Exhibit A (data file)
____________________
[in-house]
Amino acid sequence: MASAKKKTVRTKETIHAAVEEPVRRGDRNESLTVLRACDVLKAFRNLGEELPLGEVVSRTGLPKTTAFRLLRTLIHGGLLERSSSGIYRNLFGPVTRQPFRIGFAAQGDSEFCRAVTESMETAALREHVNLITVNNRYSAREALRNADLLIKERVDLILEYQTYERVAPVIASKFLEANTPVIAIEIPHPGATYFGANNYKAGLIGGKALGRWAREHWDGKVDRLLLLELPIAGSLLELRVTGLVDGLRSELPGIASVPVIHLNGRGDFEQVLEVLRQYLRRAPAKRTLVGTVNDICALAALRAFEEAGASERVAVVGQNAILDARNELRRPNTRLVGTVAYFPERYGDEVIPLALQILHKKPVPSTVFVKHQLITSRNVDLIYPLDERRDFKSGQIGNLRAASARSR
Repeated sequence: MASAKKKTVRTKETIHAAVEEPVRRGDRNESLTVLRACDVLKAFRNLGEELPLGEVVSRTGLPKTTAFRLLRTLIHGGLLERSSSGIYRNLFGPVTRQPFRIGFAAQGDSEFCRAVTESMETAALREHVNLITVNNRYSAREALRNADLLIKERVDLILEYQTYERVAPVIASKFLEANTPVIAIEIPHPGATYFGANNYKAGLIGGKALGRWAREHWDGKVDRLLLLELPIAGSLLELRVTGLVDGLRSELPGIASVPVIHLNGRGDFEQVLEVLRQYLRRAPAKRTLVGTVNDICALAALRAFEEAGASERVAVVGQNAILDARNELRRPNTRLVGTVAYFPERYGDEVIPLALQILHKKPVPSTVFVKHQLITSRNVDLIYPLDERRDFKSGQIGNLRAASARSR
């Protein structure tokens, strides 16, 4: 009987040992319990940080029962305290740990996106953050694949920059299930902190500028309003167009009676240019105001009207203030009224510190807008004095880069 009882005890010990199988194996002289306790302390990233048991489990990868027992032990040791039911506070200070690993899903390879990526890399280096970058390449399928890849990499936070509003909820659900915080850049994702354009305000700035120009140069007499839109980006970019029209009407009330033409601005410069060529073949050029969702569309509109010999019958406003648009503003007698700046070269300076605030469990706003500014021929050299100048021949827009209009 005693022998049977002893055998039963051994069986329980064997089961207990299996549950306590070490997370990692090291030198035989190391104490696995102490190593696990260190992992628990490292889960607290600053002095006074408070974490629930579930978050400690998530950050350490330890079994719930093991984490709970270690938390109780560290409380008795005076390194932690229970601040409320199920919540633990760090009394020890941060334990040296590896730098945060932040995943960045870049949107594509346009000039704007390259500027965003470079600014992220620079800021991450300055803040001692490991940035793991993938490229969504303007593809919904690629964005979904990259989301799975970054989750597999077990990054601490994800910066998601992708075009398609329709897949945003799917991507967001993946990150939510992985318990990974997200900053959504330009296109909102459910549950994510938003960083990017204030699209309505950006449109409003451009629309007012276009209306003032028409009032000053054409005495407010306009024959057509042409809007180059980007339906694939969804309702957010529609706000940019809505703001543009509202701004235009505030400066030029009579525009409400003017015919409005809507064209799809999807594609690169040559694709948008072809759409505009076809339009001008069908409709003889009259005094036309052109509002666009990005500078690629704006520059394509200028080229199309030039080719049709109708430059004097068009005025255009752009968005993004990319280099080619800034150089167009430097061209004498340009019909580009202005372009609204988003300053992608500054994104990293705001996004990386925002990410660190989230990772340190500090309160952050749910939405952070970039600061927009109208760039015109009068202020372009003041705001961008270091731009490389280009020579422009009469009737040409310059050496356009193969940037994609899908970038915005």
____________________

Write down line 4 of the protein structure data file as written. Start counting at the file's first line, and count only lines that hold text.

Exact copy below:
């Protein structure tokens, strides 16, 4: 009987040992319990940080029962305290740990996106953050694949920059299930902190500028309003167009009676240019105001009207203030009224510190807008004095880069 009882005890010990199988194996002289306790302390990233048991489990990868027992032990040791039911506070200070690993899903390879990526890399280096970058390449399928890849990499936070509003909820659900915080850049994702354009305000700035120009140069007499839109980006970019029209009407009330033409601005410069060529073949050029969702569309509109010999019958406003648009503003007698700046070269300076605030469990706003500014021929050299100048021949827009209009 005693022998049977002893055998039963051994069986329980064997089961207990299996549950306590070490997370990692090291030198035989190391104490696995102490190593696990260190992992628990490292889960607290600053002095006074408070974490629930579930978050400690998530950050350490330890079994719930093991984490709970270690938390109780560290409380008795005076390194932690229970601040409320199920919540633990760090009394020890941060334990040296590896730098945060932040995943960045870049949107594509346009000039704007390259500027965003470079600014992220620079800021991450300055803040001692490991940035793991993938490229969504303007593809919904690629964005979904990259989301799975970054989750597999077990990054601490994800910066998601992708075009398609329709897949945003799917991507967001993946990150939510992985318990990974997200900053959504330009296109909102459910549950994510938003960083990017204030699209309505950006449109409003451009629309007012276009209306003032028409009032000053054409005495407010306009024959057509042409809007180059980007339906694939969804309702957010529609706000940019809505703001543009509202701004235009505030400066030029009579525009409400003017015919409005809507064209799809999807594609690169040559694709948008072809759409505009076809339009001008069908409709003889009259005094036309052109509002666009990005500078690629704006520059394509200028080229199309030039080719049709109708430059004097068009005025255009752009968005993004990319280099080619800034150089167009430097061209004498340009019909580009202005372009609204988003300053992608500054994104990293705001996004990386925002990410660190989230990772340190500090309160952050749910939405952070970039600061927009109208760039015109009068202020372009003041705001961008270091731009490389280009020579422009009469009737040409310059050496356009193969940037994609899908970038915005």